Recently, my eight year old told me that I’m his greatest challenge in life and that he is tired of challenges, he just wants support. (The topic of our conversation was respect so you might see where he was going with this). I assured him that a challenge is not a bad thing for when we choose our challenges they can stimulate and inspire us. He looked at me disbelievingly, so I picked up the cue to change my language.
He loves lego. He’s been mad about lego building for the past 5 years, and this falls into his top 3 loves at the moment. Here is the conversation that followed:
Mom: When you play with lego, you are doing something that you enjoy, and I don’t have to beg you to do it, right?
Son: Nods his head.
Mom: Do you only build the easy things?
Son: Sometimes and sometimes I like making difficult things. Right now I’m building a dragon that is so big, and I’m doing it all by myself and it is taking me ages, hours, days. T
here are some parts I need to do over because they need to be just right otherwise he won’t move. And he has to be able to move, that’s the point. The enthusiasm experienced while engaging in a loved activity aids the individual to enter into what artists and sports people call ‘The Zone’. The place of manifestation. During this time we have such intense concentration, clarity and vision. Everything around us fades away as we become absorbed and immersed into the moment.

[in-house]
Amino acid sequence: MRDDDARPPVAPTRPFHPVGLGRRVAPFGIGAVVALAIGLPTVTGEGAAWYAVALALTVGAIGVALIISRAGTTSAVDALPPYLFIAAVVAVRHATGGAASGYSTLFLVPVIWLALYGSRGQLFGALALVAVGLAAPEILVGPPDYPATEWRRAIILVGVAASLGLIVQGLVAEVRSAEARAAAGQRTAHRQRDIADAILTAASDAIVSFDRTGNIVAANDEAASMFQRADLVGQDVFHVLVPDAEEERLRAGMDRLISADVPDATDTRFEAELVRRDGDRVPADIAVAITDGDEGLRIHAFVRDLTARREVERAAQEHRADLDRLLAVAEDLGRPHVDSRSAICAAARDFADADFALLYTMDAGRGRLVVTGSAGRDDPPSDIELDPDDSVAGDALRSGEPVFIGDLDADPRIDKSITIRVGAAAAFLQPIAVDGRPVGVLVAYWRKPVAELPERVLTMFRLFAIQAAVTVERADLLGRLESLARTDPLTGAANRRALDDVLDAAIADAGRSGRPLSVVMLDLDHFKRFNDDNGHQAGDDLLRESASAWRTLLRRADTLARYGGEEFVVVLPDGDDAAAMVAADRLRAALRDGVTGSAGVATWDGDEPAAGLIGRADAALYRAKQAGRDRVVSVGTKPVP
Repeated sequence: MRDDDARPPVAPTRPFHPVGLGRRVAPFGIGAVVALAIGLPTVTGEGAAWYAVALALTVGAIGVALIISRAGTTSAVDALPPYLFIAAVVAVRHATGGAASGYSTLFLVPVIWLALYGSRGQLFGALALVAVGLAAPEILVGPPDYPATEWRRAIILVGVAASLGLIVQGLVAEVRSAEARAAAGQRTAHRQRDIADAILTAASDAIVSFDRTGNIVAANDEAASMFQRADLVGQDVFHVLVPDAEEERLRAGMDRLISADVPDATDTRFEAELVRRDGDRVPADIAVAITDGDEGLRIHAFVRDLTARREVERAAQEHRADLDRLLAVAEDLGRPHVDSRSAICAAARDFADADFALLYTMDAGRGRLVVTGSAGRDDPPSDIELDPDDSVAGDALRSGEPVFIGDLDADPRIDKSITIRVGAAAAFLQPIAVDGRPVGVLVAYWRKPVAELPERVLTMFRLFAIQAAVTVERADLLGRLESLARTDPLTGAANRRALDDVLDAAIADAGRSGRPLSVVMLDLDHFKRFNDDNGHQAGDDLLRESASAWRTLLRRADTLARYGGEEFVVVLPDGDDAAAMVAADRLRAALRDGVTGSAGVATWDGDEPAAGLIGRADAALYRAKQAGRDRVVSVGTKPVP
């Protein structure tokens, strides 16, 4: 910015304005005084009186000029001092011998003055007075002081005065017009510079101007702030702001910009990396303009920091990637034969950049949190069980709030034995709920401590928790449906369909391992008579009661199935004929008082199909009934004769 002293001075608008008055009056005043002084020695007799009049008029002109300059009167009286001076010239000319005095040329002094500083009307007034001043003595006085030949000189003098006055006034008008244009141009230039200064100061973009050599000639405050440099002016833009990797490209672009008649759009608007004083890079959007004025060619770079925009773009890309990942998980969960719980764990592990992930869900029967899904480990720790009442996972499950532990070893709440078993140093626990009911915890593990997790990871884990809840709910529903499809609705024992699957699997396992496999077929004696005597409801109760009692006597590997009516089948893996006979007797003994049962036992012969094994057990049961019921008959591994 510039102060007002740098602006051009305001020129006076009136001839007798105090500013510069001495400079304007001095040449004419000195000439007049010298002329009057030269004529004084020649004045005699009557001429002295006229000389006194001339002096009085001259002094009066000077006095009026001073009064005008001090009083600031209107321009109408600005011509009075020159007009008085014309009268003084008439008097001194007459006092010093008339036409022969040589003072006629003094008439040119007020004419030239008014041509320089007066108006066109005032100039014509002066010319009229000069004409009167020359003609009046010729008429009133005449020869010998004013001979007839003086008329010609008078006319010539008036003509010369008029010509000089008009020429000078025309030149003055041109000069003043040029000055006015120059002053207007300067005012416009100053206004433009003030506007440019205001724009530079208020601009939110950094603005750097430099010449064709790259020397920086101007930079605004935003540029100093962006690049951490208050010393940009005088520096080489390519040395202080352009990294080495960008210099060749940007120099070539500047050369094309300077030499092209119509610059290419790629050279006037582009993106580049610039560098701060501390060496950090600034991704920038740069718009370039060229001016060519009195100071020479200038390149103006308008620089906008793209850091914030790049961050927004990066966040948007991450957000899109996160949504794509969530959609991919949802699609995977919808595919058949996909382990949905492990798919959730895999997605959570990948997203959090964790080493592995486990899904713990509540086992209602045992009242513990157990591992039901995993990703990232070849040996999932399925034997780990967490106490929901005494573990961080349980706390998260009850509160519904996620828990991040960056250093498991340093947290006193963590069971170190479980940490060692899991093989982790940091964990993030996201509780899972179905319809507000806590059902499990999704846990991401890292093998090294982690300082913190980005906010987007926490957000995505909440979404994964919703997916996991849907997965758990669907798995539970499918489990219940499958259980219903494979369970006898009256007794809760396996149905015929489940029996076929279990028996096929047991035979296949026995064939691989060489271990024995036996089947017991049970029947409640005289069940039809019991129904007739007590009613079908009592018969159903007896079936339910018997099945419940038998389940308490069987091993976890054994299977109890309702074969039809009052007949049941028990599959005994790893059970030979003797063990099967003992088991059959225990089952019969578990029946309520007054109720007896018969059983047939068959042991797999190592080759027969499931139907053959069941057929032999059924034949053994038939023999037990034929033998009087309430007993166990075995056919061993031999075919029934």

Encouraging our children to follow their hearts and to cultivate a connection with their inner voice gives them personal fulfilment as well as stimulating the brain, enhancing intellect and aiding physical growth. When we love what we do and do what we love our body, mind and soul is nourished. Inspiration causes our mind to say, “This is fun! I love this!” Then our brain reacts with happy neurons sending messages to the blood saying “Hey, come get your boost of the most power packed organic supplement ever, and guess what, its’ free!” The cells absorb this goodness that aids them to release even more and maintain the flow going.
It really is this simple. Dr. John Demartini, human behaviour specialist, explains in his course The Breakthrough Experience that human beings grow most at the border of support and challenge. An activity that a child does because s/he wants to has just the right dose of both. Such experiences are not only gratifying for the moment but have long lasting effects such as increased involvement and enjoyment of learning. In their book, ‘Light up Your Child’s Mind’, Dr. Jospeh Renzulli and Sally Reis discuss how a child whose passions are noted and fulfilled can shine in all other areas of life.
One such case study is about a boy called Ross whose work at school was declining. After spending some time with Ross, they found out that he loved trains. When asked how school could be made more meaningful for him Ross responded by saying he would love to make a movie about the switching station under the bridge. So he did. It took many months and though he missed some classes he willingly made up the work. “Here was the payoff: Ross’s enthusiasm for school increased dramatically, his grades reflected that enthusiasm, and he was later accepted into a highly regarded university.” What does your child love doing? When last has s/he engaged in this activity? How can you make this passion part of everyday life?
With kindled creativity, children learn to deal with, understand and respond positively to challenges of all kinds. Sometimes the solution is not complicated, sometimes it is as simple as enjoying life.